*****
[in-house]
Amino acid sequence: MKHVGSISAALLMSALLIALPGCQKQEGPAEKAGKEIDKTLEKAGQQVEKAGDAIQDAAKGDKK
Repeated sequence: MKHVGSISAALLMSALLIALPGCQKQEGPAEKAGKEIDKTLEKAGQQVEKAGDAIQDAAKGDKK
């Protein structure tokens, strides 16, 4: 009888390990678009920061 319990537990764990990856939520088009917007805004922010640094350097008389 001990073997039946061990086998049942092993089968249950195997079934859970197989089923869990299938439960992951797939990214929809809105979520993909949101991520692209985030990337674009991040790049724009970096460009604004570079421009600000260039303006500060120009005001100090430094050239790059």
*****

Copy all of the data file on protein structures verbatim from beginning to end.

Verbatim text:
[in-house]
Amino acid sequence: MKHVGSISAALLMSALLIALPGCQKQEGPAEKAGKEIDKTLEKAGQQVEKAGDAIQDAAKGDKK
Repeated sequence: MKHVGSISAALLMSALLIALPGCQKQEGPAEKAGKEIDKTLEKAGQQVEKAGDAIQDAAKGDKK
């Protein structure tokens, strides 16, 4: 009888390990678009920061 319990537990764990990856939520088009917007805004922010640094350097008389 001990073997039946061990086998049942092993089968249950195997079934859970197989089923869990299938439960992951797939990214929809809105979520993909949101991520692209985030990337674009991040790049724009970096460009604004570079421009600000260039303006500060120009005001100090430094050239790059």